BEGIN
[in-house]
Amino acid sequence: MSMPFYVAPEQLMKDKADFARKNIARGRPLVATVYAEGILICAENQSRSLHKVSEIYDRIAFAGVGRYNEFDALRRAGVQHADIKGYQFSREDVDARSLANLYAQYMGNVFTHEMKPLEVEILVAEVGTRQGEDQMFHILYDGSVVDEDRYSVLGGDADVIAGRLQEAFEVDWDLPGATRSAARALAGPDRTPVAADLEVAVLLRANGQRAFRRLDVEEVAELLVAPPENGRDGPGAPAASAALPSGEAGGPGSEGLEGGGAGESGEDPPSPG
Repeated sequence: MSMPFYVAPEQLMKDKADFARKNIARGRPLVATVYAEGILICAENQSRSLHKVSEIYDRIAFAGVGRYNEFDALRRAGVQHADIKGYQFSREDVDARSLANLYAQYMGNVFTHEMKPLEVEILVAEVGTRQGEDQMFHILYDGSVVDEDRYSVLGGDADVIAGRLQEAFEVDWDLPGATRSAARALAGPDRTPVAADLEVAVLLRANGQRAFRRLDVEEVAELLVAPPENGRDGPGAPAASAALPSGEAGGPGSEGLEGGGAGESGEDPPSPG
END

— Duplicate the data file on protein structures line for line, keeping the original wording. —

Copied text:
[in-house]
Amino acid sequence: MSMPFYVAPEQLMKDKADFARKNIARGRPLVATVYAEGILICAENQSRSLHKVSEIYDRIAFAGVGRYNEFDALRRAGVQHADIKGYQFSREDVDARSLANLYAQYMGNVFTHEMKPLEVEILVAEVGTRQGEDQMFHILYDGSVVDEDRYSVLGGDADVIAGRLQEAFEVDWDLPGATRSAARALAGPDRTPVAADLEVAVLLRANGQRAFRRLDVEEVAELLVAPPENGRDGPGAPAASAALPSGEAGGPGSEGLEGGGAGESGEDPPSPG
Repeated sequence: MSMPFYVAPEQLMKDKADFARKNIARGRPLVATVYAEGILICAENQSRSLHKVSEIYDRIAFAGVGRYNEFDALRRAGVQHADIKGYQFSREDVDARSLANLYAQYMGNVFTHEMKPLEVEILVAEVGTRQGEDQMFHILYDGSVVDEDRYSVLGGDADVIAGRLQEAFEVDWDLPGATRSAARALAGPDRTPVAADLEVAVLLRANGQRAFRRLDVEEVAELLVAPPENGRDGPGAPAASAALPSGEAGGPGSEGLEGGGAGESGEDPPSPG